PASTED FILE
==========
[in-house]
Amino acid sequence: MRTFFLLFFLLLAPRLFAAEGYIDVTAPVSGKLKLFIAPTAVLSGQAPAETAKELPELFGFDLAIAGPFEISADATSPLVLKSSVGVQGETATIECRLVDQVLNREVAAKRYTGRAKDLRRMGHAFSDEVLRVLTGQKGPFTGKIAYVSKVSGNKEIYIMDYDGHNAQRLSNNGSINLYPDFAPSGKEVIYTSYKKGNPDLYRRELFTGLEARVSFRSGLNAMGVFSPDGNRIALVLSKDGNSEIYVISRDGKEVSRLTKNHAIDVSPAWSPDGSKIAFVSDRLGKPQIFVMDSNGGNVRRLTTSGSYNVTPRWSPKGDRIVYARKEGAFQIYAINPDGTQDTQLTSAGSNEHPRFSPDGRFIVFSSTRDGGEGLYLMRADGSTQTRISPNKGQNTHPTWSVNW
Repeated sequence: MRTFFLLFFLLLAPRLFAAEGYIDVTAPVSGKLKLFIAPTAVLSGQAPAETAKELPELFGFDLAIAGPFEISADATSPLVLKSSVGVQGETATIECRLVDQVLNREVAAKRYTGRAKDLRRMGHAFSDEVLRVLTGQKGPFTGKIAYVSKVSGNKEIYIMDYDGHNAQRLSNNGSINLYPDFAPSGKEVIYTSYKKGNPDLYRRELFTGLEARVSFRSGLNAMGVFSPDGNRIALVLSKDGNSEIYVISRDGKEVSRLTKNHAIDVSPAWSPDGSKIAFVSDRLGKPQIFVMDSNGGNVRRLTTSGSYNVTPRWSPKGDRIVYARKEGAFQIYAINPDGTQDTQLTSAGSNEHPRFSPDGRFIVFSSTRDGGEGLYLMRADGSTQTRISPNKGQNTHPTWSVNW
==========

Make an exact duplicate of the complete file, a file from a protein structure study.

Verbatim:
[in-house]
Amino acid sequence: MRTFFLLFFLLLAPRLFAAEGYIDVTAPVSGKLKLFIAPTAVLSGQAPAETAKELPELFGFDLAIAGPFEISADATSPLVLKSSVGVQGETATIECRLVDQVLNREVAAKRYTGRAKDLRRMGHAFSDEVLRVLTGQKGPFTGKIAYVSKVSGNKEIYIMDYDGHNAQRLSNNGSINLYPDFAPSGKEVIYTSYKKGNPDLYRRELFTGLEARVSFRSGLNAMGVFSPDGNRIALVLSKDGNSEIYVISRDGKEVSRLTKNHAIDVSPAWSPDGSKIAFVSDRLGKPQIFVMDSNGGNVRRLTTSGSYNVTPRWSPKGDRIVYARKEGAFQIYAINPDGTQDTQLTSAGSNEHPRFSPDGRFIVFSSTRDGGEGLYLMRADGSTQTRISPNKGQNTHPTWSVNW
Repeated sequence: MRTFFLLFFLLLAPRLFAAEGYIDVTAPVSGKLKLFIAPTAVLSGQAPAETAKELPELFGFDLAIAGPFEISADATSPLVLKSSVGVQGETATIECRLVDQVLNREVAAKRYTGRAKDLRRMGHAFSDEVLRVLTGQKGPFTGKIAYVSKVSGNKEIYIMDYDGHNAQRLSNNGSINLYPDFAPSGKEVIYTSYKKGNPDLYRRELFTGLEARVSFRSGLNAMGVFSPDGNRIALVLSKDGNSEIYVISRDGKEVSRLTKNHAIDVSPAWSPDGSKIAFVSDRLGKPQIFVMDSNGGNVRRLTTSGSYNVTPRWSPKGDRIVYARKEGAFQIYAINPDGTQDTQLTSAGSNEHPRFSPDGRFIVFSSTRDGGEGLYLMRADGSTQTRISPNKGQNTHPTWSVNW